Having conversations and ‘sit-downs’ with parents is very fulfilling. Whether we’re reviewing an evaluation, or just hearing about a student’s trajectory, their history, and what parents are seeing from their perspective; all of this is helpful in terms of helping us to support the student.  We can then help in terms of communicating with faculty and what we can, in turn, help parents understand. This can include better understanding if what the student is experiencing is typical, what are some things that can be done at home, and what everyone can do to help the student be their best selves.

In a nutshell, our work is all about helping people – students, faculty, parents, even administrators – to be their best selves and to be more understanding about the challenges that our students face now and into the future.

Let’s say you have a 9th Grade (Freshman) student, whom you realize needs a more robust learning profile. What is the process to give them more support?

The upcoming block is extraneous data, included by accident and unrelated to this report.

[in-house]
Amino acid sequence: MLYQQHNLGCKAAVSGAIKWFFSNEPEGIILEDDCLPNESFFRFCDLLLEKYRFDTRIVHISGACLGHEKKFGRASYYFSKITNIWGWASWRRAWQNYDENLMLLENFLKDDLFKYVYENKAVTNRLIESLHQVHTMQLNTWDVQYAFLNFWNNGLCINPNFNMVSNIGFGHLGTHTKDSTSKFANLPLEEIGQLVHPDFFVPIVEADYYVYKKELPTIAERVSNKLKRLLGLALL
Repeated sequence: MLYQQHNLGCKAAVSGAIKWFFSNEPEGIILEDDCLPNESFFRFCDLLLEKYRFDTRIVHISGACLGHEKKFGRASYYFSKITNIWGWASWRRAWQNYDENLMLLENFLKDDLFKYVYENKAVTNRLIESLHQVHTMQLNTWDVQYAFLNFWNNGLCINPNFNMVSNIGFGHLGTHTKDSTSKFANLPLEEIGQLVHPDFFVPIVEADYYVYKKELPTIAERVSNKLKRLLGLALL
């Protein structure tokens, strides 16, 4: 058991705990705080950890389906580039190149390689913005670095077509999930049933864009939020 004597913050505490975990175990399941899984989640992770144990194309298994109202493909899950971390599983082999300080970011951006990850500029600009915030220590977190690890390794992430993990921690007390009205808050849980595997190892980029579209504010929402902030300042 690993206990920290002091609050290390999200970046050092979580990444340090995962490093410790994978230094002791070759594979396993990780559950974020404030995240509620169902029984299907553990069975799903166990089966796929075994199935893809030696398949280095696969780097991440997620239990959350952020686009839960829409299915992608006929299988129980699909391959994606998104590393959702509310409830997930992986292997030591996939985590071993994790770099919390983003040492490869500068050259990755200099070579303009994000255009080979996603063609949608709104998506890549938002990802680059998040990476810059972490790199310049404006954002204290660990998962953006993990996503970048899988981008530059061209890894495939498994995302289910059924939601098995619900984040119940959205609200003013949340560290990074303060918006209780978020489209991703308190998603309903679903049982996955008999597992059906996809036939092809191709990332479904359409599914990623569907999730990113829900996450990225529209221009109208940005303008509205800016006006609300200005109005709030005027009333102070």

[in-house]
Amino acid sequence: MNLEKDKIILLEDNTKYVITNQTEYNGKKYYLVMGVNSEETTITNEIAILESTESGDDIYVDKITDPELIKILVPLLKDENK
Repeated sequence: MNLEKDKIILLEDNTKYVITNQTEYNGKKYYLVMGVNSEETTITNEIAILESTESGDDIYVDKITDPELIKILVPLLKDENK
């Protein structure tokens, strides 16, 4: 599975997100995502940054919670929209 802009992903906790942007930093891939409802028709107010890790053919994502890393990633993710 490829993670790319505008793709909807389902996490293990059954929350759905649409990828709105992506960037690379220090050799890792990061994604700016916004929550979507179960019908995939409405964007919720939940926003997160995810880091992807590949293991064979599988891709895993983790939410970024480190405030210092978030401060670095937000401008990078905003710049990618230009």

We typically do hear more from 9th Grade families given that it’s a big transition year. We review thoroughly what are the best strategies for studying and how they’re approaching their work. A lot of students think that if they do more, then more, and still more studying, that’s best. But studies show that there is a difference between studying a lot and studying effectively.  Each division has their own form of a Student Support Team (SST) that consists of the learning specialists, the school psychologist and the dean. So, if parents have their own concern, they’re reaching out to express the things that they’re seeing and the challenges they see their kid having.

We have a strong Class Deans team, so we are working with all the adults involved to get on the same page moving forward. Together with David Wallin, our other SST Learning Specialist, we work with the students over time to develop a plan and to establish goals. Learning is not a one-size-fits-all, so we individualize plans to best serve our students.

I think our overlying goal is the idea of metacognition. We are helping students be aware of their learning process, and being aware of what works best for them. And again, it’s important to come back to that idea of building up a ‘toolkit’ for students so that when they are on their own when they are at home, and they come across a challenge, they can say to themselves, “This is a strategy that works for me.”

How have your practices changed with new research and the times?